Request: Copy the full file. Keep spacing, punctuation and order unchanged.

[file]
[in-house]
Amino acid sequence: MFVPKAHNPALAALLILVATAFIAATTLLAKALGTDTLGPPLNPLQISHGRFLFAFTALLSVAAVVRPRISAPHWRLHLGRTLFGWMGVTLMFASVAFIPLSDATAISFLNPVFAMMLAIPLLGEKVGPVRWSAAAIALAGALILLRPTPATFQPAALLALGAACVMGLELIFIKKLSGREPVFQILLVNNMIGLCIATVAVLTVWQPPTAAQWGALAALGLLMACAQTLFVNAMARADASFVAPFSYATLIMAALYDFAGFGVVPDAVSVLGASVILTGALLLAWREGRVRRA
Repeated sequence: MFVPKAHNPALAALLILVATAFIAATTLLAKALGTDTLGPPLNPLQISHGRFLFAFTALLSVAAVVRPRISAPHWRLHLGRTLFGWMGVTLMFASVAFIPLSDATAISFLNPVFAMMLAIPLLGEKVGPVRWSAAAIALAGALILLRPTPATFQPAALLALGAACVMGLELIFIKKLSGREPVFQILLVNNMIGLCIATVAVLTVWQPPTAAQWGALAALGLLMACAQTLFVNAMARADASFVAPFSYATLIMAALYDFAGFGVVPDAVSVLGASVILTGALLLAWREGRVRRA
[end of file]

[in-house]
Amino acid sequence: MFVPKAHNPALAALLILVATAFIAATTLLAKALGTDTLGPPLNPLQISHGRFLFAFTALLSVAAVVRPRISAPHWRLHLGRTLFGWMGVTLMFASVAFIPLSDATAISFLNPVFAMMLAIPLLGEKVGPVRWSAAAIALAGALILLRPTPATFQPAALLALGAACVMGLELIFIKKLSGREPVFQILLVNNMIGLCIATVAVLTVWQPPTAAQWGALAALGLLMACAQTLFVNAMARADASFVAPFSYATLIMAALYDFAGFGVVPDAVSVLGASVILTGALLLAWREGRVRRA
Repeated sequence: MFVPKAHNPALAALLILVATAFIAATTLLAKALGTDTLGPPLNPLQISHGRFLFAFTALLSVAAVVRPRISAPHWRLHLGRTLFGWMGVTLMFASVAFIPLSDATAISFLNPVFAMMLAIPLLGEKVGPVRWSAAAIALAGALILLRPTPATFQPAALLALGAACVMGLELIFIKKLSGREPVFQILLVNNMIGLCIATVAVLTVWQPPTAAQWGALAALGLLMACAQTLFVNAMARADASFVAPFSYATLIMAALYDFAGFGVVPDAVSVLGASVILTGALLLAWREGRVRRA